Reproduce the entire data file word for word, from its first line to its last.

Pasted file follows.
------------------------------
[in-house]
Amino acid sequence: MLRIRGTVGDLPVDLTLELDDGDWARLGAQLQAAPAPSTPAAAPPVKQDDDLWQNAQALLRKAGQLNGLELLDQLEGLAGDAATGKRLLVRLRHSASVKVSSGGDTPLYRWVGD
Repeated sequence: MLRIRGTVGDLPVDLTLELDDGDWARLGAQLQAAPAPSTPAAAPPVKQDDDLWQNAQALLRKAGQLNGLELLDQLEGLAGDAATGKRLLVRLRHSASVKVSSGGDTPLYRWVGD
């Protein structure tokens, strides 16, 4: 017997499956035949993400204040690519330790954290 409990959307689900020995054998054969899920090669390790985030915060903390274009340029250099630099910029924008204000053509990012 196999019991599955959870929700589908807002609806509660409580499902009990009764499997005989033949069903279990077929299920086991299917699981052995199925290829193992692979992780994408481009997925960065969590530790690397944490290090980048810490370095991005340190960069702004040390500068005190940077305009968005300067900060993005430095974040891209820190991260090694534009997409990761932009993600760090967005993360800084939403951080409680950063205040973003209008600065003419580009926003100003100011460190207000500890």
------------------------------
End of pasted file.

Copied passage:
[in-house]
Amino acid sequence: MLRIRGTVGDLPVDLTLELDDGDWARLGAQLQAAPAPSTPAAAPPVKQDDDLWQNAQALLRKAGQLNGLELLDQLEGLAGDAATGKRLLVRLRHSASVKVSSGGDTPLYRWVGD
Repeated sequence: MLRIRGTVGDLPVDLTLELDDGDWARLGAQLQAAPAPSTPAAAPPVKQDDDLWQNAQALLRKAGQLNGLELLDQLEGLAGDAATGKRLLVRLRHSASVKVSSGGDTPLYRWVGD
């Protein structure tokens, strides 16, 4: 017997499956035949993400204040690519330790954290 409990959307689900020995054998054969899920090669390790985030915060903390274009340029250099630099910029924008204000053509990012 196999019991599955959870929700589908807002609806509660409580499902009990009764499997005989033949069903279990077929299920086991299917699981052995199925290829193992692979992780994408481009997925960065969590530790690397944490290090980048810490370095991005340190960069702004040390500068005190940077305009968005300067900060993005430095974040891209820190991260090694534009997409990761932009993600760090967005993360800084939403951080409680950063205040973003209008600065003419580009926003100003100011460190207000500890």